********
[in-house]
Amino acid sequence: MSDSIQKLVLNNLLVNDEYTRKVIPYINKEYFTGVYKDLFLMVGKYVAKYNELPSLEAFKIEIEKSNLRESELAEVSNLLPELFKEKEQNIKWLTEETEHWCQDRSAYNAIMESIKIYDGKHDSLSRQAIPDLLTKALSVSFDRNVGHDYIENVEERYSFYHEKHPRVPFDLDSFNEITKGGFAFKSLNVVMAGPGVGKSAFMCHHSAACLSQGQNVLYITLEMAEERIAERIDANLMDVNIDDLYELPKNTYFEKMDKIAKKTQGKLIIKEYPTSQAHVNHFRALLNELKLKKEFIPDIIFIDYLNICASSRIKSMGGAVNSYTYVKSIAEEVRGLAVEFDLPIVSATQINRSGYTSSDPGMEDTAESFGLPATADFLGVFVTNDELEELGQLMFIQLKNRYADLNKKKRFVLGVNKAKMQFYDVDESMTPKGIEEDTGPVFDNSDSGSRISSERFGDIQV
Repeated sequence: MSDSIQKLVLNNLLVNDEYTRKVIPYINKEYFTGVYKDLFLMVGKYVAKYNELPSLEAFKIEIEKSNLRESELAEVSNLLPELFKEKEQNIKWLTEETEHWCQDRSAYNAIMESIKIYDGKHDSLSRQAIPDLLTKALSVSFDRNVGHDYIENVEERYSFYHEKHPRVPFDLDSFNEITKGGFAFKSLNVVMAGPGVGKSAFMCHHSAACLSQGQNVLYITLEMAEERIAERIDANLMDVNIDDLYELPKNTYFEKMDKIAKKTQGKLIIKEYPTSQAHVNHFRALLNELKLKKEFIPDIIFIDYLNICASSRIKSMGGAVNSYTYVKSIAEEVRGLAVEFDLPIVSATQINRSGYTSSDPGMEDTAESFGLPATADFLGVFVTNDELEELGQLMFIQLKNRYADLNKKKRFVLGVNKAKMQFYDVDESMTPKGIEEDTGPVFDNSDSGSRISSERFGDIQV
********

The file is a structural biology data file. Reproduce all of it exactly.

[in-house]
Amino acid sequence: MSDSIQKLVLNNLLVNDEYTRKVIPYINKEYFTGVYKDLFLMVGKYVAKYNELPSLEAFKIEIEKSNLRESELAEVSNLLPELFKEKEQNIKWLTEETEHWCQDRSAYNAIMESIKIYDGKHDSLSRQAIPDLLTKALSVSFDRNVGHDYIENVEERYSFYHEKHPRVPFDLDSFNEITKGGFAFKSLNVVMAGPGVGKSAFMCHHSAACLSQGQNVLYITLEMAEERIAERIDANLMDVNIDDLYELPKNTYFEKMDKIAKKTQGKLIIKEYPTSQAHVNHFRALLNELKLKKEFIPDIIFIDYLNICASSRIKSMGGAVNSYTYVKSIAEEVRGLAVEFDLPIVSATQINRSGYTSSDPGMEDTAESFGLPATADFLGVFVTNDELEELGQLMFIQLKNRYADLNKKKRFVLGVNKAKMQFYDVDESMTPKGIEEDTGPVFDNSDSGSRISSERFGDIQV
Repeated sequence: MSDSIQKLVLNNLLVNDEYTRKVIPYINKEYFTGVYKDLFLMVGKYVAKYNELPSLEAFKIEIEKSNLRESELAEVSNLLPELFKEKEQNIKWLTEETEHWCQDRSAYNAIMESIKIYDGKHDSLSRQAIPDLLTKALSVSFDRNVGHDYIENVEERYSFYHEKHPRVPFDLDSFNEITKGGFAFKSLNVVMAGPGVGKSAFMCHHSAACLSQGQNVLYITLEMAEERIAERIDANLMDVNIDDLYELPKNTYFEKMDKIAKKTQGKLIIKEYPTSQAHVNHFRALLNELKLKKEFIPDIIFIDYLNICASSRIKSMGGAVNSYTYVKSIAEEVRGLAVEFDLPIVSATQINRSGYTSSDPGMEDTAESFGLPATADFLGVFVTNDELEELGQLMFIQLKNRYADLNKKKRFVLGVNKAKMQFYDVDESMTPKGIEEDTGPVFDNSDSGSRISSERFGDIQV